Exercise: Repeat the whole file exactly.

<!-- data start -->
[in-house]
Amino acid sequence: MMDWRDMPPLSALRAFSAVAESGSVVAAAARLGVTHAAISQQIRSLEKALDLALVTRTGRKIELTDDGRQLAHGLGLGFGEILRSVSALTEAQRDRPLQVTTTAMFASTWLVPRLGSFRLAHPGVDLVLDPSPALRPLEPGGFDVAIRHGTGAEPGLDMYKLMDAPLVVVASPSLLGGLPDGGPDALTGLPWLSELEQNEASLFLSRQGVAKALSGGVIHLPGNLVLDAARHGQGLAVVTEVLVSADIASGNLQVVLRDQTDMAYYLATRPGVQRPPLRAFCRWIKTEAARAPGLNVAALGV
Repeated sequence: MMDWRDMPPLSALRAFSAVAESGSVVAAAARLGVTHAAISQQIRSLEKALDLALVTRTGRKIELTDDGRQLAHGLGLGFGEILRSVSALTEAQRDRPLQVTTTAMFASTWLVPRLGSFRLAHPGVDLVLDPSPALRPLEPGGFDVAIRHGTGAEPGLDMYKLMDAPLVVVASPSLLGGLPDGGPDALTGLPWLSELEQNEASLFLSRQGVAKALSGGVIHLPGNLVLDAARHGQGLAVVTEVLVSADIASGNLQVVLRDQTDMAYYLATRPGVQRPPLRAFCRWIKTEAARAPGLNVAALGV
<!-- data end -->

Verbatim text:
[in-house]
Amino acid sequence: MMDWRDMPPLSALRAFSAVAESGSVVAAAARLGVTHAAISQQIRSLEKALDLALVTRTGRKIELTDDGRQLAHGLGLGFGEILRSVSALTEAQRDRPLQVTTTAMFASTWLVPRLGSFRLAHPGVDLVLDPSPALRPLEPGGFDVAIRHGTGAEPGLDMYKLMDAPLVVVASPSLLGGLPDGGPDALTGLPWLSELEQNEASLFLSRQGVAKALSGGVIHLPGNLVLDAARHGQGLAVVTEVLVSADIASGNLQVVLRDQTDMAYYLATRPGVQRPPLRAFCRWIKTEAARAPGLNVAALGV
Repeated sequence: MMDWRDMPPLSALRAFSAVAESGSVVAAAARLGVTHAAISQQIRSLEKALDLALVTRTGRKIELTDDGRQLAHGLGLGFGEILRSVSALTEAQRDRPLQVTTTAMFASTWLVPRLGSFRLAHPGVDLVLDPSPALRPLEPGGFDVAIRHGTGAEPGLDMYKLMDAPLVVVASPSLLGGLPDGGPDALTGLPWLSELEQNEASLFLSRQGVAKALSGGVIHLPGNLVLDAARHGQGLAVVTEVLVSADIASGNLQVVLRDQTDMAYYLATRPGVQRPPLRAFCRWIKTEAARAPGLNVAALGV